- Should we let traffic go with the flow? (2/20/18)
- McCook playing host to BRAN riders this summer (2/19/18)
- Gun rights groups should take lead in prevention of tragedies (2/15/18)
- Singles feeling pressure to couple on Valentine's Day (2/14/18)
- Your idea of a great Valentine's Day gift may not be hers (2/13/18)
- Concealed Carry Reciprocity Act will create more debate (2/12/18)
- Pharmaceutical companies not alone in blame for opioid crisis (2/9/18)
Election reminds voters of need for more involvement
The next U.S. Senator to be elected from Nebraska may be a Republican or a Democrat, but he or she won't have the connections to McCook we have enjoyed with Sen. Ben Nelson over the past 12 years.
Critics will remember Nelson for his deciding vote on Obamacare, but missing in the rhetoric from the Republican side is an answer to the question of what will replace it if it is actually repealed. Are they ready to return to the dilemma of pre-existing conditions and the lack of coverage that imposes a punative, hidden tax on those fortunate enough to carry private insurance?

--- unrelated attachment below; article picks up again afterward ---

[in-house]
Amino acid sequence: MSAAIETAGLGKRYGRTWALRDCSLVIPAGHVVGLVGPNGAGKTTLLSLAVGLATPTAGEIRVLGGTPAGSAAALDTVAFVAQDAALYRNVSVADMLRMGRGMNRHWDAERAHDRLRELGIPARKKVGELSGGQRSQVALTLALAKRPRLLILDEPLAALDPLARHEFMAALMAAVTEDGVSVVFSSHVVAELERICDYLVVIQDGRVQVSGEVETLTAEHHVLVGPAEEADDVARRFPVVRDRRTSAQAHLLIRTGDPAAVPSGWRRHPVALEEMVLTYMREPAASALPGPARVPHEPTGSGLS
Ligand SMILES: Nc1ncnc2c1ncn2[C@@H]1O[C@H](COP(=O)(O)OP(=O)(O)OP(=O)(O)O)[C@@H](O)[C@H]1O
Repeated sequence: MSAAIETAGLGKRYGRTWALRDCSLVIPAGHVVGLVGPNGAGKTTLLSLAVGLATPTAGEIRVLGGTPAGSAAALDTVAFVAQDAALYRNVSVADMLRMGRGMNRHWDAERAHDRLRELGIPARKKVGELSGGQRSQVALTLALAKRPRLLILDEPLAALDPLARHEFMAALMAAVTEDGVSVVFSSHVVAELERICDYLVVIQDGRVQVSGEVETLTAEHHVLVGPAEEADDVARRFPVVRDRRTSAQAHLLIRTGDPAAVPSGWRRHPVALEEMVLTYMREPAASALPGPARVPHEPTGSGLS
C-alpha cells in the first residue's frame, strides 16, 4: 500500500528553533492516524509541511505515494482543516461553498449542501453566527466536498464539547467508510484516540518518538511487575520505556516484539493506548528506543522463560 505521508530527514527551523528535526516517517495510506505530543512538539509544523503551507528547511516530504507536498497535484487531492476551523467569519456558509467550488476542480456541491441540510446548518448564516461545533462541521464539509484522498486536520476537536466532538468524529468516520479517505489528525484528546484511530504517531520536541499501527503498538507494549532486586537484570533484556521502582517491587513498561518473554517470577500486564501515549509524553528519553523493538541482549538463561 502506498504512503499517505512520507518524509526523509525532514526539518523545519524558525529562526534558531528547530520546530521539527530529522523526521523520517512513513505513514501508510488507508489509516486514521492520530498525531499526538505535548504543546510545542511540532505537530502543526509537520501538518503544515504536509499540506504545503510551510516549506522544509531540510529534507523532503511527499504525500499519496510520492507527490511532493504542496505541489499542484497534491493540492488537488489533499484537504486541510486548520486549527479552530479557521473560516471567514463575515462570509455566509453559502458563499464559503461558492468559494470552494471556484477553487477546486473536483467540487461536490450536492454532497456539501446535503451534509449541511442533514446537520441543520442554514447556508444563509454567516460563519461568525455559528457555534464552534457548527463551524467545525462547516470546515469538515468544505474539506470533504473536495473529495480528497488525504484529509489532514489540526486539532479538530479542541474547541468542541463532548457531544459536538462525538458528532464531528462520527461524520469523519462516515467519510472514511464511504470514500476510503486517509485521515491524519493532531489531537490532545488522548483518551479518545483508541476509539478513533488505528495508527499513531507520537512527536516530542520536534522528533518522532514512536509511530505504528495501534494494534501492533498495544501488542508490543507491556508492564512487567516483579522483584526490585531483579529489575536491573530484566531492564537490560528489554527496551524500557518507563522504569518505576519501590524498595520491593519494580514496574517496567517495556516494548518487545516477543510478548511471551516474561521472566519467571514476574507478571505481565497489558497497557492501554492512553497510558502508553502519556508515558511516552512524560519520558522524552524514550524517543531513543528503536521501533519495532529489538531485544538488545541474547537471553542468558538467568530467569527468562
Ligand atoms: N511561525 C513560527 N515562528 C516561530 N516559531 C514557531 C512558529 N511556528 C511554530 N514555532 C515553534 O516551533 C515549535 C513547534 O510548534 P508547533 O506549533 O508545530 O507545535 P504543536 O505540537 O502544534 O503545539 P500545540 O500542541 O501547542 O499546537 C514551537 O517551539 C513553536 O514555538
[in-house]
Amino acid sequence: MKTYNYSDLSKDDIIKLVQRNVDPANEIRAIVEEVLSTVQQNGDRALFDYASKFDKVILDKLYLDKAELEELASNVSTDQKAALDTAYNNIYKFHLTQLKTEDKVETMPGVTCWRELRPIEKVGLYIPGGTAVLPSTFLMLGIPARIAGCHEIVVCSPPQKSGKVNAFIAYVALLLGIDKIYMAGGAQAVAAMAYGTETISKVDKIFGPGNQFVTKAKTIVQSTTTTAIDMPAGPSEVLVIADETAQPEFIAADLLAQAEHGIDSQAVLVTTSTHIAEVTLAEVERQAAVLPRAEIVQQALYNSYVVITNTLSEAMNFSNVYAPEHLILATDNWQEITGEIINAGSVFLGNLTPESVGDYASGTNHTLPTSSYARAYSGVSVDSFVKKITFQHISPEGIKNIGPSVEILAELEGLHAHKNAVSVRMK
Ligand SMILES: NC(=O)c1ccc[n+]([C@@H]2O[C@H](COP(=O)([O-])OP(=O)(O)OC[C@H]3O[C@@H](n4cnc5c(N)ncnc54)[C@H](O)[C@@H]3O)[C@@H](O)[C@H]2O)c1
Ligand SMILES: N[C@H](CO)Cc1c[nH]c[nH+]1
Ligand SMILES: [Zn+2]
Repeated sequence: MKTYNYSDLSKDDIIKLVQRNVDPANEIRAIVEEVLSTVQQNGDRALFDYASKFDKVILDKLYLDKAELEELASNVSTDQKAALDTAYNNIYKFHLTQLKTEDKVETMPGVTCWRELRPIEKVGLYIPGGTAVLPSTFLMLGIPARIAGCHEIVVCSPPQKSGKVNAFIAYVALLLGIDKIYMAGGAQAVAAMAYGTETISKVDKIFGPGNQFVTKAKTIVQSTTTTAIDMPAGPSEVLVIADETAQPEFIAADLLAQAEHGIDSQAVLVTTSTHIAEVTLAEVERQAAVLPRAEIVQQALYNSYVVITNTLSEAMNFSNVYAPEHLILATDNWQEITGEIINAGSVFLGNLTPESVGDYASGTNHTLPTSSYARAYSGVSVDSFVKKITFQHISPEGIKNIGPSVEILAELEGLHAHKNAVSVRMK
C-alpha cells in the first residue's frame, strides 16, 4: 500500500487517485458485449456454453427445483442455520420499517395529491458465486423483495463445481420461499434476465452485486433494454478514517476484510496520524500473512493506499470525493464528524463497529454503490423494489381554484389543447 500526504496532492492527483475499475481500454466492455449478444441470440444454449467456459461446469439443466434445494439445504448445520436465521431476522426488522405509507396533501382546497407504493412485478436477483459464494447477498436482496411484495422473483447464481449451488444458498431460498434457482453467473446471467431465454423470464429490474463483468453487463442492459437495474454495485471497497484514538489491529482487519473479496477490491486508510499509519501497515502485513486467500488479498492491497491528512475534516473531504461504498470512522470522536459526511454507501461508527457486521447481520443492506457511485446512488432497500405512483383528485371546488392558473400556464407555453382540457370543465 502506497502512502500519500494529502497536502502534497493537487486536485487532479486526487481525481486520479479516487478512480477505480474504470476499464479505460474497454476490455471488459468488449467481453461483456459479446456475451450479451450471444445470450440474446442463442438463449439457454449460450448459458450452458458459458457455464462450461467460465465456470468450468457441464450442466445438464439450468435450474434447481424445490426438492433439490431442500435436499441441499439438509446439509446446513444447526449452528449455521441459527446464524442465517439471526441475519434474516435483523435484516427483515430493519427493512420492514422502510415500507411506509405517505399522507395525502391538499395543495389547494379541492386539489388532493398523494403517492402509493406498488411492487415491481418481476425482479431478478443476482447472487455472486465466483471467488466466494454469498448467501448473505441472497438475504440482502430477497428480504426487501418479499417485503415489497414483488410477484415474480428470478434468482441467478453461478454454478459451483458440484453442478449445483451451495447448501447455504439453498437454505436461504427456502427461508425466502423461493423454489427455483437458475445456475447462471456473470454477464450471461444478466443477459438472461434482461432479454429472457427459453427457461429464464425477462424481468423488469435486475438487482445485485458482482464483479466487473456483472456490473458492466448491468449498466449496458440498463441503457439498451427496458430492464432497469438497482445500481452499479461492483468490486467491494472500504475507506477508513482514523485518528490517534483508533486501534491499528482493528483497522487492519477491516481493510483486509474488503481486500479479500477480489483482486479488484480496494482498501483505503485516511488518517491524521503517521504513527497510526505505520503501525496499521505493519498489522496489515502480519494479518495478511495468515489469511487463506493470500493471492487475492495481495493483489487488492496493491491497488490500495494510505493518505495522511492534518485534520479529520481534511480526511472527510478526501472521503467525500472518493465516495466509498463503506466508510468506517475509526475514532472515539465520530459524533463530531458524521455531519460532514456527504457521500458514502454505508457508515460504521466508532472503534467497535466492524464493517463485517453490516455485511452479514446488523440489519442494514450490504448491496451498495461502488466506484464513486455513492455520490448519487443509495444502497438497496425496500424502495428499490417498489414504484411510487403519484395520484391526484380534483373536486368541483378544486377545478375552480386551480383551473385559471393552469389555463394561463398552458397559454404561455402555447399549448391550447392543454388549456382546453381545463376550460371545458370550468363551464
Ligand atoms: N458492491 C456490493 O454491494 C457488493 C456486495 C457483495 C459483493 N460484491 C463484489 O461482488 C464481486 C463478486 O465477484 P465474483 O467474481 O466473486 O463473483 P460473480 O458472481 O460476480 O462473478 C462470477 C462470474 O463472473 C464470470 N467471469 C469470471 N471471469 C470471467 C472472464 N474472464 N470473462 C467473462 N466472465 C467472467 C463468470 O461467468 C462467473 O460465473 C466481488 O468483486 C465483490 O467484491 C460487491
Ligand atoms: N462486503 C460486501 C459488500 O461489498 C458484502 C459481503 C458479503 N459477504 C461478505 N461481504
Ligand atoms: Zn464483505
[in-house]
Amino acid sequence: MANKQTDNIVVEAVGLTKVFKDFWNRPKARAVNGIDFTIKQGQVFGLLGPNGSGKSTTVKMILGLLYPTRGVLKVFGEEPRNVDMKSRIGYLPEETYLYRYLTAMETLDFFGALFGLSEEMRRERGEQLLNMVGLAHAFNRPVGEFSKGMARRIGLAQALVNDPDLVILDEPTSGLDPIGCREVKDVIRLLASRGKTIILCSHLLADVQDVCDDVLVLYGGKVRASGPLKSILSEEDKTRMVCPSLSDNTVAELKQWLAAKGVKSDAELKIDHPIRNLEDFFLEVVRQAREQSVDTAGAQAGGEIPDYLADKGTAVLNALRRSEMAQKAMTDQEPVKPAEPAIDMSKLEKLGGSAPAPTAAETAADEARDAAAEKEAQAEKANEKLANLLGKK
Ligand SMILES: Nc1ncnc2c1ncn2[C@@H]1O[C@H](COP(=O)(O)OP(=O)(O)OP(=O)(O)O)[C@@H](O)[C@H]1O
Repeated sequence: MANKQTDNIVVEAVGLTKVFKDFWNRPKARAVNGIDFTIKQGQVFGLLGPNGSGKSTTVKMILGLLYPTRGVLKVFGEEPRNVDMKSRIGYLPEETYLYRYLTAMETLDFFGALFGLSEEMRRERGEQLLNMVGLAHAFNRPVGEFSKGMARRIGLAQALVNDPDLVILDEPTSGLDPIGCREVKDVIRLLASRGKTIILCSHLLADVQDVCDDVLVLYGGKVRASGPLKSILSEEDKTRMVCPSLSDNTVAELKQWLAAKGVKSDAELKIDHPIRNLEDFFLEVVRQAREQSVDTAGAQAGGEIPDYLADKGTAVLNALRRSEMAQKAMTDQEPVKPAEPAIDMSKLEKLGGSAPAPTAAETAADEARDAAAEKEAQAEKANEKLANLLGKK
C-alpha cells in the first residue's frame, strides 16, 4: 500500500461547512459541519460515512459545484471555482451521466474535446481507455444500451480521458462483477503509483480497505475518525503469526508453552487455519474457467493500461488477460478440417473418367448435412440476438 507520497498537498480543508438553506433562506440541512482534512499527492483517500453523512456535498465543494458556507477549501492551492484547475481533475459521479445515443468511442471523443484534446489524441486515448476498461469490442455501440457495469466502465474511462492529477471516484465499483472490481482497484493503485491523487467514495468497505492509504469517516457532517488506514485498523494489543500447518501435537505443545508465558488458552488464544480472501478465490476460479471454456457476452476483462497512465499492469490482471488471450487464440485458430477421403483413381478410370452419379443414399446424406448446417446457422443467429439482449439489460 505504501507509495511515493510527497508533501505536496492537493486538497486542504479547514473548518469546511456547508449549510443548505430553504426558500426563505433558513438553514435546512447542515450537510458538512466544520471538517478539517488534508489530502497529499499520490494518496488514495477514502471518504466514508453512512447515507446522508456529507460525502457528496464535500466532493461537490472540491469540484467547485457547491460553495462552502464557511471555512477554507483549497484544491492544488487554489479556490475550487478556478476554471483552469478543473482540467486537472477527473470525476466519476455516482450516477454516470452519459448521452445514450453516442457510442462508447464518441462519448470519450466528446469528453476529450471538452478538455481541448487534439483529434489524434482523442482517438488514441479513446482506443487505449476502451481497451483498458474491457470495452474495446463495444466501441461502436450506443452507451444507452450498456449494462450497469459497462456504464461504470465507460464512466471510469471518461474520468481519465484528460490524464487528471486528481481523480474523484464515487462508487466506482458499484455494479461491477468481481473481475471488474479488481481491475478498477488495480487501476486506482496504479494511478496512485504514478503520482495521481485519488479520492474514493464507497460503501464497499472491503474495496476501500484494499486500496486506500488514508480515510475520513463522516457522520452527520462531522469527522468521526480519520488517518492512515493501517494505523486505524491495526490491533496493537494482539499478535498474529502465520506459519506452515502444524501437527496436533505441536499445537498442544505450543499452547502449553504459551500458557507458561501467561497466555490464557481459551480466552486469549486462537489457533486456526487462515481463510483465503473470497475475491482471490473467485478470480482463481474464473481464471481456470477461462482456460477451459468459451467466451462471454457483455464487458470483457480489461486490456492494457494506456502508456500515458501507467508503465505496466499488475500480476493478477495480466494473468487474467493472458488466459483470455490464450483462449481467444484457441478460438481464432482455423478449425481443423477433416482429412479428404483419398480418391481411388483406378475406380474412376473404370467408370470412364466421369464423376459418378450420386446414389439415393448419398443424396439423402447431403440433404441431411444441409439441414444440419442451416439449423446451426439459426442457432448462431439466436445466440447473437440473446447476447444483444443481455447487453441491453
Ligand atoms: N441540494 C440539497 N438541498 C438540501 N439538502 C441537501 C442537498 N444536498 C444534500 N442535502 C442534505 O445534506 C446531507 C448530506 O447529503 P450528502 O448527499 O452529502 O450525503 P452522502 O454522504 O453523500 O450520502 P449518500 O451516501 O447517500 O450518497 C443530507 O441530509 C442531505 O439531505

Southwest Nebraskans are enjoying jobs brought to our area, in one way or another, through the Nelson connection to Lincoln or Washington, from the Work Ethic Camp to the Keystone Business Center, financing for the hospital project and other private and public enterprises.
Most visible of the Senate contenders are Attorney General Jon Bruning, who was here Friday, as well as State Sen. Deb Fischer and Treasurer Don Stenberg, who have also put in appearances.
Perhaps the closest to Southwest Nebraska is Fischer, who at least shares a Mid Plains Community College Area connection with us, although Nebraska is a small state by any measure.
The winner of the Republican side will face Bob Kerrey, who has to overcome the stigma of abandoning Nebraska for New York City, and saying that Obamacare didn't go far enough. Will the voters remember that Mitt Romney essentially invented Obamacare?
National money is sure to pour into the state from both sides of the race.
Regardless the outcome, Southwest Nebraskans need to stay involved and keep our elected representatives informed about issues important to us, whether city, county, state or national.
Polls close at 8 p.m. today, so you may still have time to vote.
Or check Wednesday's Gazette for complete local results.